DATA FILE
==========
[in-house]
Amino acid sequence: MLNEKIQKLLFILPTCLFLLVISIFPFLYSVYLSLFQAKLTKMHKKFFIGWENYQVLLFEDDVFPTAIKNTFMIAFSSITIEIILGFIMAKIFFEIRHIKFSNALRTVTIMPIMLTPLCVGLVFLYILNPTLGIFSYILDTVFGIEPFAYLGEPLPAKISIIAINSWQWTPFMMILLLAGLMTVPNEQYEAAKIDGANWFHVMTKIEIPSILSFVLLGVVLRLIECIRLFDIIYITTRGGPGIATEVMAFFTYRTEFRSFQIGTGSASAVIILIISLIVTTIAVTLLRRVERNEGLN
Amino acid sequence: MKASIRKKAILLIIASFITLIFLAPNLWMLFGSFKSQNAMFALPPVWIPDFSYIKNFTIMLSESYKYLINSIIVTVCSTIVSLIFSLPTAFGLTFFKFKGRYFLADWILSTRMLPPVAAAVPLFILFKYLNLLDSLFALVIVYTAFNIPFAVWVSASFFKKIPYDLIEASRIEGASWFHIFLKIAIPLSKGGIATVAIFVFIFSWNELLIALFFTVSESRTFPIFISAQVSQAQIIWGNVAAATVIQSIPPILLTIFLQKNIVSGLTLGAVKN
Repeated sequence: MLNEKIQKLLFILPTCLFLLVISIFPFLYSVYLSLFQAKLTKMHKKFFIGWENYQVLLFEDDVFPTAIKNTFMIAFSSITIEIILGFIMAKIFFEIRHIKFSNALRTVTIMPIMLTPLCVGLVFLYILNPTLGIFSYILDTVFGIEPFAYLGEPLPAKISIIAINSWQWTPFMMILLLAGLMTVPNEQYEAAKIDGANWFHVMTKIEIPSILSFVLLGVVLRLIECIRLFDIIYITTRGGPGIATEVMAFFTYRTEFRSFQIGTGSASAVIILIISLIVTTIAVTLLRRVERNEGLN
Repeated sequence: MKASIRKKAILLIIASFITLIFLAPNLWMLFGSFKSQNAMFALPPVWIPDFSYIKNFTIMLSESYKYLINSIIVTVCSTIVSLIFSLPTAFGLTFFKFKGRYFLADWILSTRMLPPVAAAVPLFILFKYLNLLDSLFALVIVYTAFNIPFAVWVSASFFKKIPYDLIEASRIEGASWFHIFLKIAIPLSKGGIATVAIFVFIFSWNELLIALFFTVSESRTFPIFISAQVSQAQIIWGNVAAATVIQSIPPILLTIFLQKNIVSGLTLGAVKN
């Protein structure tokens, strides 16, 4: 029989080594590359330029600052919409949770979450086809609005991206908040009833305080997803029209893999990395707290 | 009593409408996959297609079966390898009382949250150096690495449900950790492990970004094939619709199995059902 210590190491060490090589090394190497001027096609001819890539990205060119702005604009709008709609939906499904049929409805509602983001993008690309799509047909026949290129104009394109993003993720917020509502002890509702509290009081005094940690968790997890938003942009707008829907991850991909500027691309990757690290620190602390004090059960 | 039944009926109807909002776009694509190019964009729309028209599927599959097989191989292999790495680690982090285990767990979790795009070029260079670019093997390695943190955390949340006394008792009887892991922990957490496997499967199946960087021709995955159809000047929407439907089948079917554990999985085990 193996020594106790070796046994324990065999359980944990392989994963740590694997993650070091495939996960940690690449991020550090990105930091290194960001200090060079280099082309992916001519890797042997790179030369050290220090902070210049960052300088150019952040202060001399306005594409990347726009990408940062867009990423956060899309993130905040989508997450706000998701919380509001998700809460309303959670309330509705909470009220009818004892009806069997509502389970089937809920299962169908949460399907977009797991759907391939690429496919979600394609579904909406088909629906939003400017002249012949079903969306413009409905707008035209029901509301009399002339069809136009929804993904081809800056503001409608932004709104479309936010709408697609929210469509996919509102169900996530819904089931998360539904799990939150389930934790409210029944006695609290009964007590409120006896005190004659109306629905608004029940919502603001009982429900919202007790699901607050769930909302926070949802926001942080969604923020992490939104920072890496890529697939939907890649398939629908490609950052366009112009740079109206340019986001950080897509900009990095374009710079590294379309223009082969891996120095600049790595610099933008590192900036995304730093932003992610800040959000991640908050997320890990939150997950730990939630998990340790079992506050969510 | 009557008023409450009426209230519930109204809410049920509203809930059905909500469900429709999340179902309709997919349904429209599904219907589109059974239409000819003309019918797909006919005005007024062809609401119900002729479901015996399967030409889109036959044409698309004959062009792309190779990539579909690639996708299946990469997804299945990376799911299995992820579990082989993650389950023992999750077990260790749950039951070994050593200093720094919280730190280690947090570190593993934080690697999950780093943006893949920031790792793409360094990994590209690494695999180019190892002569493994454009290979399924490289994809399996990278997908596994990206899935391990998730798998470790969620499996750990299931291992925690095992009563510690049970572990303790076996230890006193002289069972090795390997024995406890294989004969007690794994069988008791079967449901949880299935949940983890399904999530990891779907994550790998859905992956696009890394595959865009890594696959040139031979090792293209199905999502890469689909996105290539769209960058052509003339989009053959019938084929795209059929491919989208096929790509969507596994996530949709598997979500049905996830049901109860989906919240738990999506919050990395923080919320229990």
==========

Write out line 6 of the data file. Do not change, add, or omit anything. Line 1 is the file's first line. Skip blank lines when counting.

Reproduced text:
């Protein structure tokens, strides 16, 4: 029989080594590359330029600052919409949770979450086809609005991206908040009833305080997803029209893999990395707290 | 009593409408996959297609079966390898009382949250150096690495449900950790492990970004094939619709199995059902 210590190491060490090589090394190497001027096609001819890539990205060119702005604009709008709609939906499904049929409805509602983001993008690309799509047909026949290129104009394109993003993720917020509502002890509702509290009081005094940690968790997890938003942009707008829907991850991909500027691309990757690290620190602390004090059960 | 039944009926109807909002776009694509190019964009729309028209599927599959097989191989292999790495680690982090285990767990979790795009070029260079670019093997390695943190955390949340006394008792009887892991922990957490496997499967199946960087021709995955159809000047929407439907089948079917554990999985085990 193996020594106790070796046994324990065999359980944990392989994963740590694997993650070091495939996960940690690449991020550090990105930091290194960001200090060079280099082309992916001519890797042997790179030369050290220090902070210049960052300088150019952040202060001399306005594409990347726009990408940062867009990423956060899309993130905040989508997450706000998701919380509001998700809460309303959670309330509705909470009220009818004892009806069997509502389970089937809920299962169908949460399907977009797991759907391939690429496919979600394609579904909406088909629906939003400017002249012949079903969306413009409905707008035209029901509301009399002339069809136009929804993904081809800056503001409608932004709104479309936010709408697609929210469509996919509102169900996530819904089931998360539904799990939150389930934790409210029944006695609290009964007590409120006896005190004659109306629905608004029940919502603001009982429900919202007790699901607050769930909302926070949802926001942080969604923020992490939104920072890496890529697939939907890649398939629908490609950052366009112009740079109206340019986001950080897509900009990095374009710079590294379309223009082969891996120095600049790595610099933008590192900036995304730093932003992610800040959000991640908050997320890990939150997950730990939630998990340790079992506050969510 | 009557008023409450009426209230519930109204809410049920509203809930059905909500469900429709999340179902309709997919349904429209599904219907589109059974239409000819003309019918797909006919005005007024062809609401119900002729479901015996399967030409889109036959044409698309004959062009792309190779990539579909690639996708299946990469997804299945990376799911299995992820579990082989993650389950023992999750077990260790749950039951070994050593200093720094919280730190280690947090570190593993934080690697999950780093943006893949920031790792793409360094990994590209690494695999180019190892002569493994454009290979399924490289994809399996990278997908596994990206899935391990998730798998470790969620499996750990299931291992925690095992009563510690049970572990303790076996230890006193002289069972090795390997024995406890294989004969007690794994069988008791079967449901949880299935949940983890399904999530990891779907994550790998859905992956696009890394595959865009890594696959040139031979090792293209199905999502890469689909996105290539769209960058052509003339989009053959019938084929795209059929491919989208096929790509969507596994996530949709598997979500049905996830049901109860989906919240738990999506919050990395923080919320229990």